Today I want to talk to the people who are on the fence about participating in Camp NaNoWriMo because of a less-than-positive experience they might have had during November’s NaNoWriMo.
I get it. That was my experience. I really disliked my first NaNo experience, and although I was hooked (that’s a whole other story), I didn’t think Camp NaNo could be much different than regular NaNo. But I’m here to tell you, besides the same basic premise, Camp NaNo is nothing like NaNoWriMo. And that’s a good thing!
Camp NaNo is flexible
I’ve talked about this before, but I love the flexibility Camp NaNo offers. During regular NaNo sessions, you are confined to writing 50,000 words in a month. In general, this is not a bad thing, but 50,000 words is a lot, and not all writers are physically able to write 50,000 words in a month. And I don’t think that should disqualify them from being able to participate in an event like NaNo.
By being able to change your word goal in Camp NaNo, a writer is able to cater to their specific writing abilities. Maybe you are trying to finish a novel and it will only take you 20,000 words to do so. Maybe you are more focussed on the content rather than a reaching a specific word count each day. Maybe you would rather measure your success another way. All of these, and so much more are totally available to the Camp NaNo experience. You set the goal—words, hours, pages—whatever it is! You are in control about the decision of how you want to measure your progress on your writing.
Camp NaNo is for more than just first drafts
Perhaps this is twisting the original purpose of NaNo, but by being able to change the goal of Camp NaNo, customization about what you do during the month goes way up. When I set hourly goals, I feel free to spend that time researching, brainstorming and outlining. Not only does this work count toward my progress, but I move forward in my novel even if I don’t write a word.
For me, editing is much more difficult than actual drafting, but when I have a Camp NaNo event, I am able to set goals for my editing that I otherwise wouldn’t be able to do during November NaNo’s because their pre-set goals. Camp NaNo lets you set aside a month to make real, dedicated progress on a project, whether actual words, brainstorming, research, or editing. Unlike NaNoWriMo, Camp NaNo is available for writers at any point in the writing process.
Camp NaNo is more social
I’m an introvert. I don’t like leaving the house if I can help it, but, paradoxically, I love connecting with people who have similar interests. Camp NaNo sessions give me the best of both worlds with their cabin system. Being assigned to a cabin with writers of all ages, genres and experience from all over the world offers an incredible opportunity to connect with writers that you otherwise would never meet. There’s a lot of jokes around NaNo about saying goodbye to your loved ones as you lock yourself in your room to write a novel. And while that’s generally my regular existence anyways, I didn’t actually enjoy how lonely NaNoWriMo was.
On the other hand, Camp NaNo creates community. There’s a certain level of shared experience and camaraderie that comes along with writing novels together which creates a really special experience while writing a novel. Some of my closest writer friends come from the cabin friends I’ve made during Camp sessions. Camp NaNo shows that writing a novel doesn’t have to be a solitary affair, and I love the community that comes with that.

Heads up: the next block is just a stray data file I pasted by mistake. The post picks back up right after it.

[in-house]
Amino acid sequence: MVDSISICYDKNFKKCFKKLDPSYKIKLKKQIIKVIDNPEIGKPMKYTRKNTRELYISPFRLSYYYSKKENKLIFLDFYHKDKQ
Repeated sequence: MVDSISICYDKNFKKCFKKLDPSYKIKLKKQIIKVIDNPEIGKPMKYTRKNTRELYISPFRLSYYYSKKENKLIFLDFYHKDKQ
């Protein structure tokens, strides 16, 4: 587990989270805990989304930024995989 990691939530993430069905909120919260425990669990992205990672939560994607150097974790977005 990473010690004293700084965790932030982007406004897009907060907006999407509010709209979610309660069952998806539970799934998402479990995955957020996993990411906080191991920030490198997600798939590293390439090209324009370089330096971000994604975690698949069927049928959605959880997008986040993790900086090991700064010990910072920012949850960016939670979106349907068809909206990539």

Camp NaNo has better timing
Obviously this will depend on the person, but I find November is the busiest month of my year. As a student, its called “Miracle Month” because most major assignments, and mid-terms fall during November. I don’t exactly feel giddy with excitement about adding “write a novel” to the list of things I have to do during the month. But more than that, it’s winter. The days are short, and it’s cold. Early mornings are prime writing time for me, but when I’m up before the sun it can be quite discouraging to try to get up and write when my bed is so warm and comfy.
Camp NaNo sessions on the other hand, are completely different. Falling in April and July, my school semester is almost done by April and most major assignments are wrapped up. Spring is in full swing and writing to the sounds of birds and daylight is quite relaxing. July is even more relaxing. Smack in the middle of summer, when the days are long, and the sun is warm, and the pace of life has slowed down just a bit compared to the school year. In winter, it’s depressing to wake up before the sun. In summer, you are rewarded for waking up with the sun. For me, an ideal day starts with writing outside when its still a bit brisk, the sun is peeking over the horizon, the grass is still dewy, you’ve got a cup of your favourite form of caffiene, and a story you are excited to write about. True bliss.
With the flexibility in projects, the added social aspect, and the warmth of the seasons, Camp NaNo quickly and easily took the favourite spot on my “when to write a novel” list.
So if you’re on the fence about participating in Camp NaNo because of an experience you’ve had in November, I encourage you to give it a go to see how truly different the experience of writing a novel in a month can be just based on the month you choose to participate!
Are you participating in Camp NaNo next month? What’s your favourite aspect of Camp NaNo? I’d love to hear your thoughts!